In this series, we’ll discuss laws and rights in relation to advertising elements. Far too many DIY designers, freelancers, social media gurus, and even trained design veterans don’t know the copyright laws surrounding design elements such as typefaces. Stamp’s Leigh Farrior is certified in Advertising Ethics by the American Advertising Federation, but please keep in mind that we are marketing professionals, not attorneys. This information is not the same as legal advice. Should you feel you need legal advice, please contact your attorney.
Typefaces and fonts are an important part of what we do in the world of communications. The shape and style of lettering helps convey mood and personality and is critical to conveying the brand promise. Quick fun fact: did you know that what you may have called a font is often actually a typeface? One way to remember this is that a typeface typically contains many fonts, while a font is a typeface in a particular size and weight. This can get confusing because in today’s digital-centric design world, you often see (and will even hear us use) these two terms used interchangeably.
For example, Times New Roman is a typeface. Fonts within that typeface include regular, bold, italic, medium italic, etc., so the files on your computer of that typeface are called fonts. Currently, you have many typefaces that came with the software on your computer, and you may visit websites where you can purchase other fonts or download them free. But have you ever considered the copyright and licensing laws for those typefaces and how you may use them? Wikipedia says it best:
More simply stated, only font software is protected by copyright—not the artistic design of the typeface. But, since we now live in a world where virtually every design is created using font software (to render a particular version of a typeface), you still must be diligent about proper legal use of fonts to render a typeface.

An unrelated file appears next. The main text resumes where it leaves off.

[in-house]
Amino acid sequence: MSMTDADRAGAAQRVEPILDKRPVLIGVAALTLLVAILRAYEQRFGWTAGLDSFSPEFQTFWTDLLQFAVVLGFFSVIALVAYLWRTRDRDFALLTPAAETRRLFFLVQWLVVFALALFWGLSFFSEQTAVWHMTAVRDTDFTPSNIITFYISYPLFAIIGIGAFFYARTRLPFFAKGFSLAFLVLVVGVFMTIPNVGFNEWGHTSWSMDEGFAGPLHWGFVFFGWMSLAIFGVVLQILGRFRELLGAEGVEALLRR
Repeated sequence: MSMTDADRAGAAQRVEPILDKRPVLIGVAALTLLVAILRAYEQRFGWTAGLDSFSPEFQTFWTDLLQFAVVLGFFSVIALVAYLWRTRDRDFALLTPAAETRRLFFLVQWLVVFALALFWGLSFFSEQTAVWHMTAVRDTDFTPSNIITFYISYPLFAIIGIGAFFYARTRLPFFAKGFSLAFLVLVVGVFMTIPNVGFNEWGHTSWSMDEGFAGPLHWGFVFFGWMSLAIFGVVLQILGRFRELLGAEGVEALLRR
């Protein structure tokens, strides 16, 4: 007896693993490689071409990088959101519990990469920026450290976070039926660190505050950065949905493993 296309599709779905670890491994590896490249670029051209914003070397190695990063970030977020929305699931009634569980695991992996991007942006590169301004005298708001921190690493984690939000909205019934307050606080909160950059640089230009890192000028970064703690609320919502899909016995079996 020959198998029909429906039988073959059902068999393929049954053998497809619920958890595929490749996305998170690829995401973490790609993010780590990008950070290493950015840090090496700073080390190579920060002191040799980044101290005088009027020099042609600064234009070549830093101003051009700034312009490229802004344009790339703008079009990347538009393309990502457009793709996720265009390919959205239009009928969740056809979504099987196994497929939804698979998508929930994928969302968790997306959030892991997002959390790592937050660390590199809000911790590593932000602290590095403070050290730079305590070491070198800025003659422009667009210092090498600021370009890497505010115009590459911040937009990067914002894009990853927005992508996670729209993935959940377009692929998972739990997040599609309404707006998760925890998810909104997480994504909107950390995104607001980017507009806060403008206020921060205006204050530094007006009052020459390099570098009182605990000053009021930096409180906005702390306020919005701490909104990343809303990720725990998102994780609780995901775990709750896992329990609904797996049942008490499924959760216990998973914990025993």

In today’s wonderful world of sharing online, you can download many beautifully-designed and well-executed fonts and font sets and utilize them to convey the personality of your brand and brand offerings in your marketing materials. However, whether these fonts are free or paid for, be sure to read the associated license for the font files before downloading. Each font set comes with a license that explains how you can and cannot use it (usually in the End User License Agreement [EULA]). And keep in mind, when you are purchasing a particular font, the font owner may also limit how many computers or users can access it.
Beware, most free fonts are for personal use only. And even if you are ONLY going to use that free font for personal use, be extra cautious when accessing free fonts. Make sure they come from a site you can trust and one that contains the rights and licensing information. This is to help ensure you aren’t using a font that was illegally copied and redistributed for free, because you could still be liable for using that illegal copy.
Other fonts allow for commercial use. Commercial use can be boiled down into parts and pieces. For instance, one font may be free for personal use, $80 for one computer to use on print collateral, $180 for use in print and online use, and $300 for use in national magazines and/or TV broadcast. If the license says it is for personal use only and you use it commercially—even if you are a nonprofit—you can be sued by the owner or creator of the font software if you can’t prove you have purchased that font.
Downloading a font you paid for most of the time only allows the purchaser to use it. This means, if you are working with another party, you cannot give them that font. For example, when we purchase a typeface font set for use in a branding campaign, we cannot legally give the electronic version of that font to our client that we developed the campaign for—even though our contract states they own the artwork once completed—because the licensing for the font prevents it. It is rare for the license agreement to permit transferring a font to a client, so the client will need to purchase the font to use it in their own materials. One exception for this is printers. Most license agreements allow for you to “collect for output” files for a printer or vendor to produce a final product (if a PDF or outlined fonts file won’t work). That vendor is obligated to use the font software for your project only and then delete it.
There is no gray area in legal font use. So, use reputable sites, read the licensing agreements and follow them, and as a general rule, don’t share font files.